9. Sam 6 months ago

    Having attended these meetings there is no reason they cannot hold the meeting virtually through video conferencing. Most people have access to the Internet either on their phone and there are multiple platforms that support . Also professionals can easily get the evidence they need by looking at emails of care plans, speaking to care staff and relatives over the phone. This would also streamline the process. The only exception should be if there is a greater need for health staff to be attending to people with Coronavirus i. E. A resource issue rather than an inability to have face to face meetings.

    • Steve Moxon 6 months ago

      The issue surely is the necessarily face-to-face assessment of the patient. There is no way assessment can be made without properly meeting and interacting with the patient. This hardly can be done via video conferencing.
      The focus for CCGs now anyway is all on COVID-19, and not on financial concerns as the NHS literally has a blank cheque for the duration of COVID-19 measures.

      • Lorraine Groves 5 months ago

        Unfortunately this is not the case for us; having been told that my fathers full assessment (scheduled for 25-Mar) was postponed I had a call today from someone at CHC who I’ve previously not had any contact with telling me they’ve scheduled a telephone assessment for a weeks time! I’m livid! It’s insufficient notice and we have not been able to visit my father since lockdown. I have requested the rationale for this and await a call (at the time they’d originally scheduled the tel assessment). I will be pushing back hard on this particularly as my fathers mental health is being very tried at the moment having been in hospital since Oct-19 and then discharged direct to a NH early Mar-20.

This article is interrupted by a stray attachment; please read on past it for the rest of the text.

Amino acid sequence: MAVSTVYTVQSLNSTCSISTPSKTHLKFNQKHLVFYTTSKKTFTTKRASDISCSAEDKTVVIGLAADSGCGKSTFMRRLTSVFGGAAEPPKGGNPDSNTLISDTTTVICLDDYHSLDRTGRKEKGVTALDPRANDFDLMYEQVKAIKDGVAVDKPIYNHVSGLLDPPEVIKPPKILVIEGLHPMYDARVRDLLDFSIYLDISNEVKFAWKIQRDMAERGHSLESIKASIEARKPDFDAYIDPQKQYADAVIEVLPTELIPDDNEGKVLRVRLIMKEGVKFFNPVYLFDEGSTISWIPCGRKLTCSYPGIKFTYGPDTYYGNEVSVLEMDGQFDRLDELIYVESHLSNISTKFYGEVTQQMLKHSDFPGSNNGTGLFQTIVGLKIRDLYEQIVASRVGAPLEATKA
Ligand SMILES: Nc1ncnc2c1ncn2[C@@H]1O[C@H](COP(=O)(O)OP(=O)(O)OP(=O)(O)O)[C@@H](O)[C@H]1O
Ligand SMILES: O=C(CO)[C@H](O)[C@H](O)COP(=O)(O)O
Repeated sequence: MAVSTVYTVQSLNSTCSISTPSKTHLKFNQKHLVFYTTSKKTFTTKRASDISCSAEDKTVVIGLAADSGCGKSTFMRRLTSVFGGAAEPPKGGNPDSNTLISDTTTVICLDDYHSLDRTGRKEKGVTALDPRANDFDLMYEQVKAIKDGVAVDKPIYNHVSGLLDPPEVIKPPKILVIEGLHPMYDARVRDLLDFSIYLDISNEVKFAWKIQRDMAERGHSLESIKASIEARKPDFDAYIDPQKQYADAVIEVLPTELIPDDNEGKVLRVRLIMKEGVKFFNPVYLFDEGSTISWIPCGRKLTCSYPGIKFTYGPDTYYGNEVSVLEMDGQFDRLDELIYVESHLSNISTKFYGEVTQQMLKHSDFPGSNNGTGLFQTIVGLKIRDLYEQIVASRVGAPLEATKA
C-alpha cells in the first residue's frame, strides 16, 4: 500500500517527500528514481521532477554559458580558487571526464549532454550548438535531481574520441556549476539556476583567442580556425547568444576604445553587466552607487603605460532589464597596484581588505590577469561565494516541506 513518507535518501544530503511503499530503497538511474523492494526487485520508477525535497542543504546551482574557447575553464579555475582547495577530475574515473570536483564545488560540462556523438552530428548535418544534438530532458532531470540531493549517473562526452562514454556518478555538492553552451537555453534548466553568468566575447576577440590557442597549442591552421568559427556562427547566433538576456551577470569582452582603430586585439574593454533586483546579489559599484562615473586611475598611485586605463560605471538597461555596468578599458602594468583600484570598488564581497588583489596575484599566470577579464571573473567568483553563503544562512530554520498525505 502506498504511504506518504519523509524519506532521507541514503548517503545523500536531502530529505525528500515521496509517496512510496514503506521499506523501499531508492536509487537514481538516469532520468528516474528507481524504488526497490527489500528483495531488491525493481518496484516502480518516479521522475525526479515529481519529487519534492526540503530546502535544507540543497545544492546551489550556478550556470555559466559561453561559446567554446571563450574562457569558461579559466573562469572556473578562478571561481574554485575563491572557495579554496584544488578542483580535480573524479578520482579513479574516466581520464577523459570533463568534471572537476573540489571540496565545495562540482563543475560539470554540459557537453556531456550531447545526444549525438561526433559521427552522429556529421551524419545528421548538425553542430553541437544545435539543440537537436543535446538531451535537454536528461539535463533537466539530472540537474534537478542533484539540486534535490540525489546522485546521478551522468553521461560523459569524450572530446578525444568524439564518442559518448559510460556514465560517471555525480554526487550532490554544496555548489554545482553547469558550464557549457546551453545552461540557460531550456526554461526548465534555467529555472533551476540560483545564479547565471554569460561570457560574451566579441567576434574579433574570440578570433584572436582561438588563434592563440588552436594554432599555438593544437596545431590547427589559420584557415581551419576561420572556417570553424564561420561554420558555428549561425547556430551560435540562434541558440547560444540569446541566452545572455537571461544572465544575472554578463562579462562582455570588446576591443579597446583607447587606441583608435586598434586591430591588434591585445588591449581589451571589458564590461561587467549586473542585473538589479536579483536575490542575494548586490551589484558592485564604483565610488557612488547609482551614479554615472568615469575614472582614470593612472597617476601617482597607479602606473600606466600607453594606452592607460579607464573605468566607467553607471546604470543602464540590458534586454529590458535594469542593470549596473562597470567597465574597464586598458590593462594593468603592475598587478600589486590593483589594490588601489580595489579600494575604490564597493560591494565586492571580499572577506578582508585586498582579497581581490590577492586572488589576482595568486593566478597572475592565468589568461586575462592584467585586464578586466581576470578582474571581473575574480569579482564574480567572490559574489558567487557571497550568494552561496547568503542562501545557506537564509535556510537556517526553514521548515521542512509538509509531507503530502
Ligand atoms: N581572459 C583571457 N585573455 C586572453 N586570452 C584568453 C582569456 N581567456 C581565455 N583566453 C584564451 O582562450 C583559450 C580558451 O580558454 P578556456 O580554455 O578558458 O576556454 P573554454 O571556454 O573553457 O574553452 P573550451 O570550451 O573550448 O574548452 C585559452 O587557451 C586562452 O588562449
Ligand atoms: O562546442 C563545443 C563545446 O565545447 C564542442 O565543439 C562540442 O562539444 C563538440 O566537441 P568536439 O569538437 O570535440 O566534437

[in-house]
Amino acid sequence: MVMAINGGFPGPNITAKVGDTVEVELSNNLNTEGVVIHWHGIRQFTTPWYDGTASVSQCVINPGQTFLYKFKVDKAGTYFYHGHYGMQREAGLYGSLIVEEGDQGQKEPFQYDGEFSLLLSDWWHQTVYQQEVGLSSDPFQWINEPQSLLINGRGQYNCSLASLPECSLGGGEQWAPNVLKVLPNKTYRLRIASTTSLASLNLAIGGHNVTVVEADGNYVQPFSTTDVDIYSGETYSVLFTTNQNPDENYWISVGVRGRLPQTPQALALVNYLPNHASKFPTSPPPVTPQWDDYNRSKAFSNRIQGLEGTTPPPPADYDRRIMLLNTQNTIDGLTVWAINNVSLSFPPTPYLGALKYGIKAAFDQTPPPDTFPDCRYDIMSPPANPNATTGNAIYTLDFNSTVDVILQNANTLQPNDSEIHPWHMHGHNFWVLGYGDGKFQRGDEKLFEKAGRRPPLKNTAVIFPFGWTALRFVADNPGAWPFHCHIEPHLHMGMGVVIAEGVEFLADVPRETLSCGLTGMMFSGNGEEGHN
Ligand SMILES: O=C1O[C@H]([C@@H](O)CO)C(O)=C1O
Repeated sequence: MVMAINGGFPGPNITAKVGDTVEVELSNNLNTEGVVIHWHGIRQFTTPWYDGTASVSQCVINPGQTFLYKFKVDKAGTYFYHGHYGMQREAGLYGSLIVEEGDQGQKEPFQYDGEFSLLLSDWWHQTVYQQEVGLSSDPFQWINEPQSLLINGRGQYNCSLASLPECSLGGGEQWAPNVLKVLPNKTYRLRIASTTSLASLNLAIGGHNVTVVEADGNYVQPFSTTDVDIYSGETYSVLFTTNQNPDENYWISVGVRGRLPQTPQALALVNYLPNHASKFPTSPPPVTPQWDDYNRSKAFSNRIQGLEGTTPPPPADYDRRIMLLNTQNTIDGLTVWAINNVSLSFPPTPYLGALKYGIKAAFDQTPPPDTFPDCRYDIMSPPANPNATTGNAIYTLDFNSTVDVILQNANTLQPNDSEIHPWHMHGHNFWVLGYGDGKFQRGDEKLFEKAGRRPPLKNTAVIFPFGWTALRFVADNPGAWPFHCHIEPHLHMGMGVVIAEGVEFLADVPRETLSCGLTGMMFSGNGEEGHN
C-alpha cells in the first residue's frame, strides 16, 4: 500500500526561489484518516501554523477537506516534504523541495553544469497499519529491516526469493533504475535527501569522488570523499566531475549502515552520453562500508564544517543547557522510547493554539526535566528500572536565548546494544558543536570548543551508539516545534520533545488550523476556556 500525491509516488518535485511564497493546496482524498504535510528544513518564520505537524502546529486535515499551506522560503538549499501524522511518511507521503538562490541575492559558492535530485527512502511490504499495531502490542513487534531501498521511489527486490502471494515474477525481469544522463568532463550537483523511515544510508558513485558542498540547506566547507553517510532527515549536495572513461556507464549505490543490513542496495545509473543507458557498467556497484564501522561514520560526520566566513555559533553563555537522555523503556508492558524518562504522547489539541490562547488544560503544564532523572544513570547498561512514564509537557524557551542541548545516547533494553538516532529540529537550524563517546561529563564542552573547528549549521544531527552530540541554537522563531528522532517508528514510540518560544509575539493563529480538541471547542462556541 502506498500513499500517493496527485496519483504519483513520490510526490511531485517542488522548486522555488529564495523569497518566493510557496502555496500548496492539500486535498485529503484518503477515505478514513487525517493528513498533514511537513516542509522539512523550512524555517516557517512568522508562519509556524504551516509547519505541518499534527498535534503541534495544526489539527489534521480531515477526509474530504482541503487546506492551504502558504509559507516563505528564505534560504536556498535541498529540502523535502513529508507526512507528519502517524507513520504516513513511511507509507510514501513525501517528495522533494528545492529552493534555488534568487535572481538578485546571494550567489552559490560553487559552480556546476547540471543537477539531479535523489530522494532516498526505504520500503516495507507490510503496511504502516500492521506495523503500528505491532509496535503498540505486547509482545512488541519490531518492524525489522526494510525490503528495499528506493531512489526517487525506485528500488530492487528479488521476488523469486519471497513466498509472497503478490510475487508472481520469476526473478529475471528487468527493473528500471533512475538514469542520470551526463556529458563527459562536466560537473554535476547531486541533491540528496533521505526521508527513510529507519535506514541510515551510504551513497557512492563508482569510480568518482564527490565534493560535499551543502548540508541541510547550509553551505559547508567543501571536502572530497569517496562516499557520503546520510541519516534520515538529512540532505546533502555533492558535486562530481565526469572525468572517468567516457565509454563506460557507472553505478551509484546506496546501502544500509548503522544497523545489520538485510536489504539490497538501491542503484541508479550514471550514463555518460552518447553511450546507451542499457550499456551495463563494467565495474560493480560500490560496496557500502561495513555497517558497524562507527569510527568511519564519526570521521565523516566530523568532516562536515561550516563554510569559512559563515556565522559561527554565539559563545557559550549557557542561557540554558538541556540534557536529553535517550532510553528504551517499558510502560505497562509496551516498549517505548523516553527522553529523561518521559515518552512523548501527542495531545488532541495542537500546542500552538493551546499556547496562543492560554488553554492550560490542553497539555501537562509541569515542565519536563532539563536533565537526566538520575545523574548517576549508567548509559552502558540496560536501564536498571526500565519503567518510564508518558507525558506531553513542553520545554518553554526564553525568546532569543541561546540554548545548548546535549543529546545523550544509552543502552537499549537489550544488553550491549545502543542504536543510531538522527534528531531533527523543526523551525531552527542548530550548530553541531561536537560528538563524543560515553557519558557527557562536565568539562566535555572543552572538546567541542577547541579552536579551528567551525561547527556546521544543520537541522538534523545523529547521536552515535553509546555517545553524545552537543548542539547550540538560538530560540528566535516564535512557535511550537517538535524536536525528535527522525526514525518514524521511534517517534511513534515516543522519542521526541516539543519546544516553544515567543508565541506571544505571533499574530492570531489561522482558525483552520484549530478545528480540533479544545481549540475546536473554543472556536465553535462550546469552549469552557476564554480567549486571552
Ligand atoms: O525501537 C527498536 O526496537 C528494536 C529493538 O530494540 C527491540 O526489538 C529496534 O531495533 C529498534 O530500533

• Irene 5 months ago

          Was your father discharged from hospital before 19 March? if 19th onwards, he should be awarded chc without assessment, funded by the government. good luck to you anyway x

          The info I found states that “as part of the emergency legislation – anyone discharged from hospital with a new or enhanced care package on or after the 19 March 2020 will have their care automatically funded by the state during the emergency period. You will not have to pay this money back.”

          I think yes those already with CHC will retain it, as no re-assessments can take place, it’s just those of us caught in the middle of initial appeal who don’t yet have CHC who will lose out. So worried as mum will run out of funds in just a few weeks and don’t know what will happen then, such a bad time to lose funding and 121 carers for mum, when I can’t visit to help re-assure her.

  10. Steve Moxon 6 months ago

    Well at least it means that CHC reviews of those already in receipt of full funding (with the possibly of funding being rescinded): these too surely will be suspended on the same grounds of the infection risk in necessarily face-to-face assessment.
    Every cloud …. or every coronavirus has a benign spike somewhere in its crown, you might say.
    As regards relatives’ access, the care home where my mum resides has notices on the front door advising to cut visits to a minimum, but I’m still encouraged to go up twice weekly to assist in feeding at main meal time, which I have done for a long time now, not least to keep full tabs on my mum’s care and her condition, comfort, etc. As I’m effectively self-isolating myself, then I don’t pose much of an infection risk, but I would guess a complete ‘lockdown’ is not far away which will prevent even those in self-isolation from visiting.
    [There does seem to be an over-reaction here, given that an infection symptomatically and transmission-wise identical to that of COVID-19 has been in my locale since at least last October.]

  11. Jeanette Andrews 6 months ago

    The Government have issued new legislation COVID-19 Hospital Discharge Service Requirements in the summary the government has agreed the NHS will fully fund the cost of new or extended out of hospital health and social care support packages with CHC assessments put on hold .

    • James Finucane 6 months ago

      Do you have a link to this info Jeanette?